The nation’s hospitals will lose $142 million from Medicare cuts for the next fiscal year, a figure that represents about 0.1 percent of the hospital and acute-care budget for the Centers for Medicare and Medicaid Services.
The new reimbursement rate does not yet include hospital-related provisions of health care reform. CMS officials said they will adjust reimbursement rates for provisions that go into effect in 2011or “in the near future.”
The cut comes after a 2.4 percent increase for inflation and then a 2.9 percent decrease to recoup excess spending from 2008 and 2009 because of changes in hospital coding practices that did not reflect patients’ illnesses.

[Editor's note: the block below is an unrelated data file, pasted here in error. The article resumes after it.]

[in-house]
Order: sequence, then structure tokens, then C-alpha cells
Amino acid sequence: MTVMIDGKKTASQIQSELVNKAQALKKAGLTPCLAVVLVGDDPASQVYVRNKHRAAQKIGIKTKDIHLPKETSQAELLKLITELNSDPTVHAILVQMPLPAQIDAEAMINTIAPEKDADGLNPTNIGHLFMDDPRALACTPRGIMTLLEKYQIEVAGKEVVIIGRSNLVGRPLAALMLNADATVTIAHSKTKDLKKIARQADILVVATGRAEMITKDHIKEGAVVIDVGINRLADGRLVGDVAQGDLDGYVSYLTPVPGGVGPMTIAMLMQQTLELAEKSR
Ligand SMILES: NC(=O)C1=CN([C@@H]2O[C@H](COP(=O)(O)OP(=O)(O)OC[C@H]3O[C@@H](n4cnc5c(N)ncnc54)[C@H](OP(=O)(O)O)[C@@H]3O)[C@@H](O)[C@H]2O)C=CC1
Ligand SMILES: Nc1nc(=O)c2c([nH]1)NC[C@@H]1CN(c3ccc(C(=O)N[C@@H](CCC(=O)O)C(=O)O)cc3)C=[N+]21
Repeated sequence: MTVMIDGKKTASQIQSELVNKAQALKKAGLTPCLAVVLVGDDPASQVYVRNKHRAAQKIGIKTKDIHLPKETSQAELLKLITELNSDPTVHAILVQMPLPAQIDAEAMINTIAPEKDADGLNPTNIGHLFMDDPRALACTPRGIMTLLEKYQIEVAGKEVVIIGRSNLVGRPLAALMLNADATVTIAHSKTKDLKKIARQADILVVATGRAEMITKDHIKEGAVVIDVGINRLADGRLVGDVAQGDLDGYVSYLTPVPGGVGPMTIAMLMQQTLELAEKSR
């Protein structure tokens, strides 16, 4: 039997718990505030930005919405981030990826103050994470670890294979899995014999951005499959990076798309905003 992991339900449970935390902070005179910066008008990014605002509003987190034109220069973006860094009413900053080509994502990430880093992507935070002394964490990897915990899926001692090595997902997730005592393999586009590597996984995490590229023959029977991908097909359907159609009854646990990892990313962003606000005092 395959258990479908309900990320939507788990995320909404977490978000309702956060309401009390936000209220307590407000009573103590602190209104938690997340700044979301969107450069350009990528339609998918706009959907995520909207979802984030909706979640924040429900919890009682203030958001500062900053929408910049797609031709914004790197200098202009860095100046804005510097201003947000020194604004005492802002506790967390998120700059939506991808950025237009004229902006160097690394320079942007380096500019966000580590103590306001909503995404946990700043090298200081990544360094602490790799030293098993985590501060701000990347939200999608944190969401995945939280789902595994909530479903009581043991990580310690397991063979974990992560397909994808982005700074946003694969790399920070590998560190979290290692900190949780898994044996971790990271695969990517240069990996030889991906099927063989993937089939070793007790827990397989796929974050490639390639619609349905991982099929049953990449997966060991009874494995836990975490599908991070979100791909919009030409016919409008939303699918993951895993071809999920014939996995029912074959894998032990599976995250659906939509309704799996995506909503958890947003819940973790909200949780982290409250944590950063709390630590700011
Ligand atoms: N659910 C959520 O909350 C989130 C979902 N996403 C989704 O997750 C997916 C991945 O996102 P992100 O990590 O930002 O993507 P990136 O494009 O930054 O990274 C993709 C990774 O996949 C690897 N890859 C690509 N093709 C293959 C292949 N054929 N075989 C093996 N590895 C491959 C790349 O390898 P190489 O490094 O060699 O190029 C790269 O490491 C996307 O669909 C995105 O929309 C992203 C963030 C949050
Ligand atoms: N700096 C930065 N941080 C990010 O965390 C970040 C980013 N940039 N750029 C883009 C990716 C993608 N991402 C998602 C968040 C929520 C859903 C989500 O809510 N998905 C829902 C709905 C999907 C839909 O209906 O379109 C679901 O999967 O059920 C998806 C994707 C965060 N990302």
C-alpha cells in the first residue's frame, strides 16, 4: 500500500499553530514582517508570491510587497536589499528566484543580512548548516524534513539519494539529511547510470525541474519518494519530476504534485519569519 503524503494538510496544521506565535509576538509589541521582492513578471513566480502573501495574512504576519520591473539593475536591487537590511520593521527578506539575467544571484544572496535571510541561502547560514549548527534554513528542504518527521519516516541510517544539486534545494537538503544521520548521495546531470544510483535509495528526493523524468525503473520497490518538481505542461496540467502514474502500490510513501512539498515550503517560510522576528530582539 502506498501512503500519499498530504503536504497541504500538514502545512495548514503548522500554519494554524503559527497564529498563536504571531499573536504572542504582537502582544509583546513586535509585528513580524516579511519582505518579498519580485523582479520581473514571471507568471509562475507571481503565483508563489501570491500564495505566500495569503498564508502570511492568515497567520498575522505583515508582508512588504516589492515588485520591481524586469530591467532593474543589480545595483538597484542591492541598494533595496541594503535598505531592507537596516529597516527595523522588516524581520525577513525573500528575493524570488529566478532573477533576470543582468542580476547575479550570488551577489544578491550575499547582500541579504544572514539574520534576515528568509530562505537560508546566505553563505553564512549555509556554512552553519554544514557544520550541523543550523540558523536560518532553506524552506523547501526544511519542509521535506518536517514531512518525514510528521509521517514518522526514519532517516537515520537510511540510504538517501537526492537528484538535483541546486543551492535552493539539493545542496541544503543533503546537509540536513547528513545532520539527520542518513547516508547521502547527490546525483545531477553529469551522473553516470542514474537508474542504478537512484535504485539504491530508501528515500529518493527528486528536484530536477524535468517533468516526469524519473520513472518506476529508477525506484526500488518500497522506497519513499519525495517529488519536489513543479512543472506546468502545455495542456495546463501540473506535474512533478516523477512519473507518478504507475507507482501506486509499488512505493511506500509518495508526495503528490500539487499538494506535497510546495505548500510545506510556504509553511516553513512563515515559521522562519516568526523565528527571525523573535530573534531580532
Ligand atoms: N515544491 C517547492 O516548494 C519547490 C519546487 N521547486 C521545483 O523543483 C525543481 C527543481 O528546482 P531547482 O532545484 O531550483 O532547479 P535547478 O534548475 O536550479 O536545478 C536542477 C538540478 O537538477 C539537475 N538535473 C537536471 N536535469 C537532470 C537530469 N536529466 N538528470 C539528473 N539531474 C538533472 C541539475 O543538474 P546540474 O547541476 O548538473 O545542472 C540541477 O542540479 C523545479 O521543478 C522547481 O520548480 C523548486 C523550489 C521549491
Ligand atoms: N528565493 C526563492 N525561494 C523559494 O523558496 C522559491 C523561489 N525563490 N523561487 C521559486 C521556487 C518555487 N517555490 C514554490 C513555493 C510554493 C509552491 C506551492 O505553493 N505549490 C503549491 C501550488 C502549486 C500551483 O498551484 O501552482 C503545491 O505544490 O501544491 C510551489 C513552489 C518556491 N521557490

The government agency also is proposing an increase of $41 million in payments to long-term care facilities.
The two proposals improve accuracy of Medicare patients for in-patient hospital stays, said Jonathan Blum, deputy administrator and director for the center for Medicare.
The new payment plans apply to about 3,500 acute care hospitals and 420 long-term care hospitals and will start Oct. 1.
Under current law, hospitals that successfully report quality measures (about 96 percent of participating hospitals) will receive the full update.
Hospitals that do not report their quality measures will receive 2 percent less.